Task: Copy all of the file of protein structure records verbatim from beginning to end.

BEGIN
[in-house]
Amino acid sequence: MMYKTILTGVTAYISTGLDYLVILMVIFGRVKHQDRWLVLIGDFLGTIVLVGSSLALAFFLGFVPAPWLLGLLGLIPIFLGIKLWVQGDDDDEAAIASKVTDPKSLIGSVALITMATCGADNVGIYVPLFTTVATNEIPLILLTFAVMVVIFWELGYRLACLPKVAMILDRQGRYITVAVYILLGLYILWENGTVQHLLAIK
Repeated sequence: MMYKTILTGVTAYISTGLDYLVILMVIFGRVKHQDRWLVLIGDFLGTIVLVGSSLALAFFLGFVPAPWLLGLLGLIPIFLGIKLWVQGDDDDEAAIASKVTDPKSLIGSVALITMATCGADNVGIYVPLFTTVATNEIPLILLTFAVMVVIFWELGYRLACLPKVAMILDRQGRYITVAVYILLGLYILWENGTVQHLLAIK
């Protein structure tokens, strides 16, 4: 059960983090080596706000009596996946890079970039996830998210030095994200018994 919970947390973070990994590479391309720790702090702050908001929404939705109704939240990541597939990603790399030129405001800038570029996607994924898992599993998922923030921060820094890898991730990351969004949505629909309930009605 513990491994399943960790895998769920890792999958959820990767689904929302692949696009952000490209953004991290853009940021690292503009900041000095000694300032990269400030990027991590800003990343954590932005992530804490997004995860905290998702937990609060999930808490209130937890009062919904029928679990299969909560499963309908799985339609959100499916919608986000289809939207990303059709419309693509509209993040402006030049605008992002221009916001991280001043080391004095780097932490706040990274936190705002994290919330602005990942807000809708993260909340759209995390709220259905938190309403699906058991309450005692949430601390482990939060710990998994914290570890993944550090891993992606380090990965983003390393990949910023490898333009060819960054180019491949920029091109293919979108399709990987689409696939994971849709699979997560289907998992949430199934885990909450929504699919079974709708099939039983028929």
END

[in-house]
Amino acid sequence: MMYKTILTGVTAYISTGLDYLVILMVIFGRVKHQDRWLVLIGDFLGTIVLVGSSLALAFFLGFVPAPWLLGLLGLIPIFLGIKLWVQGDDDDEAAIASKVTDPKSLIGSVALITMATCGADNVGIYVPLFTTVATNEIPLILLTFAVMVVIFWELGYRLACLPKVAMILDRQGRYITVAVYILLGLYILWENGTVQHLLAIK
Repeated sequence: MMYKTILTGVTAYISTGLDYLVILMVIFGRVKHQDRWLVLIGDFLGTIVLVGSSLALAFFLGFVPAPWLLGLLGLIPIFLGIKLWVQGDDDDEAAIASKVTDPKSLIGSVALITMATCGADNVGIYVPLFTTVATNEIPLILLTFAVMVVIFWELGYRLACLPKVAMILDRQGRYITVAVYILLGLYILWENGTVQHLLAIK
């Protein structure tokens, strides 16, 4: 059960983090080596706000009596996946890079970039996830998210030095994200018994 919970947390973070990994590479391309720790702090702050908001929404939705109704939240990541597939990603790399030129405001800038570029996607994924898992599993998922923030921060820094890898991730990351969004949505629909309930009605 513990491994399943960790895998769920890792999958959820990767689904929302692949696009952000490209953004991290853009940021690292503009900041000095000694300032990269400030990027991590800003990343954590932005992530804490997004995860905290998702937990609060999930808490209130937890009062919904029928679990299969909560499963309908799985339609959100499916919608986000289809939207990303059709419309693509509209993040402006030049605008992002221009916001991280001043080391004095780097932490706040990274936190705002994290919330602005990942807000809708993260909340759209995390709220259905938190309403699906058991309450005692949430601390482990939060710990998994914290570890993944550090891993992606380090990965983003390393990949910023490898333009060819960054180019491949920029091109293919979108399709990987689409696939994971849709699979997560289907998992949430199934885990909450929504699919079974709708099939039983028929």